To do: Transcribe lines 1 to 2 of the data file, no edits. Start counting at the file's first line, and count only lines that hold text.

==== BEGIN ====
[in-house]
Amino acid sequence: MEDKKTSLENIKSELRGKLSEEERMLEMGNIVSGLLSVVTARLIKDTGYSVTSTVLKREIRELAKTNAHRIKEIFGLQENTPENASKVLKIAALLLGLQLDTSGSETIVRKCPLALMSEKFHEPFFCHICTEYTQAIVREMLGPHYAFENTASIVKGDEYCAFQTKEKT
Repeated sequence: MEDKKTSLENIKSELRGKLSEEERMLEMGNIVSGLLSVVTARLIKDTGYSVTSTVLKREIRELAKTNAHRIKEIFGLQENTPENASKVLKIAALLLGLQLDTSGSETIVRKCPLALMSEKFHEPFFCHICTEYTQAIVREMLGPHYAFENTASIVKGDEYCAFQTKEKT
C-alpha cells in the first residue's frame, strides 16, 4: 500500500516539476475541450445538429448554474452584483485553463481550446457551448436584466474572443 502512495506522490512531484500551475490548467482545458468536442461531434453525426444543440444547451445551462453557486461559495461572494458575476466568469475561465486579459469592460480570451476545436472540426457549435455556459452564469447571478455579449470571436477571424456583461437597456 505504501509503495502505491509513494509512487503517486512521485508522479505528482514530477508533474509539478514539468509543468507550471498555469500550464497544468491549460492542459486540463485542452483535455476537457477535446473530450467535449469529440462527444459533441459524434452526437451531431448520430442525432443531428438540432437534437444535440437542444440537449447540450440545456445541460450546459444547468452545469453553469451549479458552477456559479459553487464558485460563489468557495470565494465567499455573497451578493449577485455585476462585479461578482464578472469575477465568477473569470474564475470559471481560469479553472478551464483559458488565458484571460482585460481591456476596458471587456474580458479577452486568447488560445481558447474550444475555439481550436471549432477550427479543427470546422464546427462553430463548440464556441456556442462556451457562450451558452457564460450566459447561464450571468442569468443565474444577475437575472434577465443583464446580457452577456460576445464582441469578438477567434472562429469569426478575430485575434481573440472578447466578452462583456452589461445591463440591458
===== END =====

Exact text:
[in-house]
Amino acid sequence: MEDKKTSLENIKSELRGKLSEEERMLEMGNIVSGLLSVVTARLIKDTGYSVTSTVLKREIRELAKTNAHRIKEIFGLQENTPENASKVLKIAALLLGLQLDTSGSETIVRKCPLALMSEKFHEPFFCHICTEYTQAIVREMLGPHYAFENTASIVKGDEYCAFQTKEKT